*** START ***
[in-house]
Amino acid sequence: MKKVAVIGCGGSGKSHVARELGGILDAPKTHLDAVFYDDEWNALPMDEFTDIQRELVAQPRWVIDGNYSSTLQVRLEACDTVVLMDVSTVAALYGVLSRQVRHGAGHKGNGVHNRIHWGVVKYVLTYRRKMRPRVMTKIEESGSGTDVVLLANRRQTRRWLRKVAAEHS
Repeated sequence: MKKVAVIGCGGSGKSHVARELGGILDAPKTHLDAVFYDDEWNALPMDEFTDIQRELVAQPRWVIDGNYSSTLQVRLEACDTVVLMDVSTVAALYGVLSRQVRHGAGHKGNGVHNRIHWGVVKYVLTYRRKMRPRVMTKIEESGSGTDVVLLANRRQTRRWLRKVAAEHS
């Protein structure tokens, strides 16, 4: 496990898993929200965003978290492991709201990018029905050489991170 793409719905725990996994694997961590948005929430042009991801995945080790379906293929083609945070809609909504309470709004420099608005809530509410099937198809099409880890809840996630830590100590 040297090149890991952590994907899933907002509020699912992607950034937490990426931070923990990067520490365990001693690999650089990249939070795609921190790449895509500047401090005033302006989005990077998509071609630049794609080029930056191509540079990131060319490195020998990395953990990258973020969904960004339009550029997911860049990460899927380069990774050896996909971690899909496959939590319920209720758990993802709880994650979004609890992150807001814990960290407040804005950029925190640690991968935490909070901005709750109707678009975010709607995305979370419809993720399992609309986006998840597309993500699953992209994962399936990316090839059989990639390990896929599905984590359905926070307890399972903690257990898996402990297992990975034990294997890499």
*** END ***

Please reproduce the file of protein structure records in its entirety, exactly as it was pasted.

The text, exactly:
[in-house]
Amino acid sequence: MKKVAVIGCGGSGKSHVARELGGILDAPKTHLDAVFYDDEWNALPMDEFTDIQRELVAQPRWVIDGNYSSTLQVRLEACDTVVLMDVSTVAALYGVLSRQVRHGAGHKGNGVHNRIHWGVVKYVLTYRRKMRPRVMTKIEESGSGTDVVLLANRRQTRRWLRKVAAEHS
Repeated sequence: MKKVAVIGCGGSGKSHVARELGGILDAPKTHLDAVFYDDEWNALPMDEFTDIQRELVAQPRWVIDGNYSSTLQVRLEACDTVVLMDVSTVAALYGVLSRQVRHGAGHKGNGVHNRIHWGVVKYVLTYRRKMRPRVMTKIEESGSGTDVVLLANRRQTRRWLRKVAAEHS
């Protein structure tokens, strides 16, 4: 496990898993929200965003978290492991709201990018029905050489991170 793409719905725990996994694997961590948005929430042009991801995945080790379906293929083609945070809609909504309470709004420099608005809530509410099937198809099409880890809840996630830590100590 040297090149890991952590994907899933907002509020699912992607950034937490990426931070923990990067520490365990001693690999650089990249939070795609921190790449895509500047401090005033302006989005990077998509071609630049794609080029930056191509540079990131060319490195020998990395953990990258973020969904960004339009550029997911860049990460899927380069990774050896996909971690899909496959939590319920209720758990993802709880994650979004609890992150807001814990960290407040804005950029925190640690991968935490909070901005709750109707678009975010709607995305979370419809993720399992609309986006998840597309993500699953992209994962399936990316090839059989990639390990896929599905984590359905926070307890399972903690257990898996402990297992990975034990294997890499």